Autonomous mobile robots, AMRs, typically use LiDAR sensors for the detection of objects. These sensors emit light and rely on a reflection to measure the distance to a particular surface. This is a great method for detecting solid objects but can create challenges when surrounded by transparent materials like glass. In these cases, the emitted light can pass through the material and cause collisions or false readings and loss of position. This type of false reading can result in product damage, downtime, or human injury.
Mobile robots typically use some version of a LiDAR sensor for navigation. LiDAR, which stands for light detection and ranging, is a remote sensing method that measures variable distances using light in the form of a pulsed laser. LiDAR helps localize, navigate, and avoid obstacles so the robot can perceive surroundings and select a collision-free path. As new industries continue to adopt mobile robots, they must be able to navigate new, dynamic environments. One of the challenges in these environments is navigating around drop-offs or cliffs, also known as negative obstacles.
Data Matrix codes pack a tremendous amount of digital information into a postage-stamp-sized footprint. Found in seemingly endless commercial and consumer areas, such as warehouses, distribution centers, automotive, and production facilities, their full potential in industrial automation applications is only now being tapped. Want to elevate your logistics? Read on to learn how this powerful technology enhances the control of autonomous mobile robots (AMR) and automated guided vehicles (AGV).
In the automation world, many different types of positioning systems are available. Whether mechanical, optical, magnetic, ultrasonic, inductive, camera-based systems, or a combination of technologies, determining which of these is effective for your positioning application is critical to the success of your automated processes.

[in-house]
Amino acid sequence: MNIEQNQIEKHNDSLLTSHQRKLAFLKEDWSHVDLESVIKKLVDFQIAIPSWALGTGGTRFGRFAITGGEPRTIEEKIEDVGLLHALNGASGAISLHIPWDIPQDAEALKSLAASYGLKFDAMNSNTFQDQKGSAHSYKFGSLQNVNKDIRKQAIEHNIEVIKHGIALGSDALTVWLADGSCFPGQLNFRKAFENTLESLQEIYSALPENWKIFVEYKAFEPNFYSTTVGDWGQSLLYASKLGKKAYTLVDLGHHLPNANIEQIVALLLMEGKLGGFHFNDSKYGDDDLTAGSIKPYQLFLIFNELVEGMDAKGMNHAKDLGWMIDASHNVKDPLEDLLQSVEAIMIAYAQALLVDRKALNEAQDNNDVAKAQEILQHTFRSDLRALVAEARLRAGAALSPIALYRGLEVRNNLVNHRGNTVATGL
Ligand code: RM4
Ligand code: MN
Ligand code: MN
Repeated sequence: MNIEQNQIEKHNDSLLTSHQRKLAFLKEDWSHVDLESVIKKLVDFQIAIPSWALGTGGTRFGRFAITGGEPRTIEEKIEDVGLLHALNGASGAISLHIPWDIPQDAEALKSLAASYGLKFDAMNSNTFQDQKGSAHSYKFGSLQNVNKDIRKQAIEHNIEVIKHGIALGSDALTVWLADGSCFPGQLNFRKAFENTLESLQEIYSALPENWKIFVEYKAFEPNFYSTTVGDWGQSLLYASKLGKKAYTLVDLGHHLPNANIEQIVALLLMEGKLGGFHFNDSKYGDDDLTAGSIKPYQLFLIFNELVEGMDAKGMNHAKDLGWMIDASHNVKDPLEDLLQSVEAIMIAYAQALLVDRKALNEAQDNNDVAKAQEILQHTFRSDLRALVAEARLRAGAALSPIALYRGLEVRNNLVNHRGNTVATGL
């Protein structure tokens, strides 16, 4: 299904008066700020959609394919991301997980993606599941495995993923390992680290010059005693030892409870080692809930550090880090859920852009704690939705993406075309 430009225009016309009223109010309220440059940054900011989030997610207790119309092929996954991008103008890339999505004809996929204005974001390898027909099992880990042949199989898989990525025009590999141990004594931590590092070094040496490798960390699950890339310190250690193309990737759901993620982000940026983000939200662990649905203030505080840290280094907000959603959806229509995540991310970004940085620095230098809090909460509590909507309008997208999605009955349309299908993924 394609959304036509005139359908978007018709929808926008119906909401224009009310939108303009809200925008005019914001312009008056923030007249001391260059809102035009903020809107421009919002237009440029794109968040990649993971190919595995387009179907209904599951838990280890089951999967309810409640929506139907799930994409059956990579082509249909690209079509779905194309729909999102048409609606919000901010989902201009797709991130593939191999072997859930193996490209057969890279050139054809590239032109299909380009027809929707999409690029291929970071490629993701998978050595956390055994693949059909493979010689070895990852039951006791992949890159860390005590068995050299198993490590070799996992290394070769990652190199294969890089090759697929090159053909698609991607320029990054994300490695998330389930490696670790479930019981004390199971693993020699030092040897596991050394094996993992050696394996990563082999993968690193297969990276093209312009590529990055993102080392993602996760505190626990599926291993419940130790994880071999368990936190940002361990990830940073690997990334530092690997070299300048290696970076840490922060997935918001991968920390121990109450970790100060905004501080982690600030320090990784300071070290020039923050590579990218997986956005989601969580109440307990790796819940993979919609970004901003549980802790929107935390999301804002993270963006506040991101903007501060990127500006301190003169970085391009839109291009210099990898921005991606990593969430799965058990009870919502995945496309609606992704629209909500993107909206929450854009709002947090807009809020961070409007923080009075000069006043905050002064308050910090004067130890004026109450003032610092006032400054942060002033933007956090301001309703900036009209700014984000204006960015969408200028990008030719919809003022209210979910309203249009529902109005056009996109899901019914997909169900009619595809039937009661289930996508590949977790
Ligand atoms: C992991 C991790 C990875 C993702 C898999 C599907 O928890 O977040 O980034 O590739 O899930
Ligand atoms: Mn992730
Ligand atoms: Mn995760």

There are many ways to achieve the kind of reliable machine-to-machine connectivity that powers the Industrial Internet of Things. Incorporating MQTT devices is one of them. Do you wonder if switching to MQTT-compliant devices could improve your application? Here is what you must know to build an IIoT-ready system.
Industrial monitors and operator workstations are installed in process plants and hazardous areas to safely monitor processes. To support and simplify input, a selection of keyboards is available. The EXTA2 industrial keyboards from Pepperl+Fuchs are specially designed for use in hazardous areas. They are ATEX and IECEx certified for Zone 1/21 and have UL Class I/II, Division 2 approval for use in the USA and Canada.
In early 2011, Pepperl+Fuchs released its first Data Matrix positioning system, the PCV absolute positioning read head. This 2-D camera system uses multi-redundant Data Matrix code tape to provide position data with submillimeter resolution. Along with position, it provides information on the Y-offset (movement up or down) and speed. Since its debut, the PCV has become a sought-after solution for accurate and reliable positioning in a variety of applications.
Topics: Positioning Systems
Industry 4.0 applications require sensors that do more than just deliver process data to the PLC. Sensors must also be able to communicate with PLCs and higher-level SCADA or cloud systems. Pepperl+Fuchs IO-Link masters make this possible.
The safety integrity level, or SIL for short, is an indicator that makes risk reduction quantifiable. Plant and machinery can pose risks that are so dangerous that people and the environment should not be exposed to them under any circumstances. If such a hazard exists, the associated risks must be mitigated to meet the need for safety.
SIL is a core element of functional safety and simultaneously the object of many misconceptions. Pepperl+Fuchs clarifies three of the most common misunderstandings.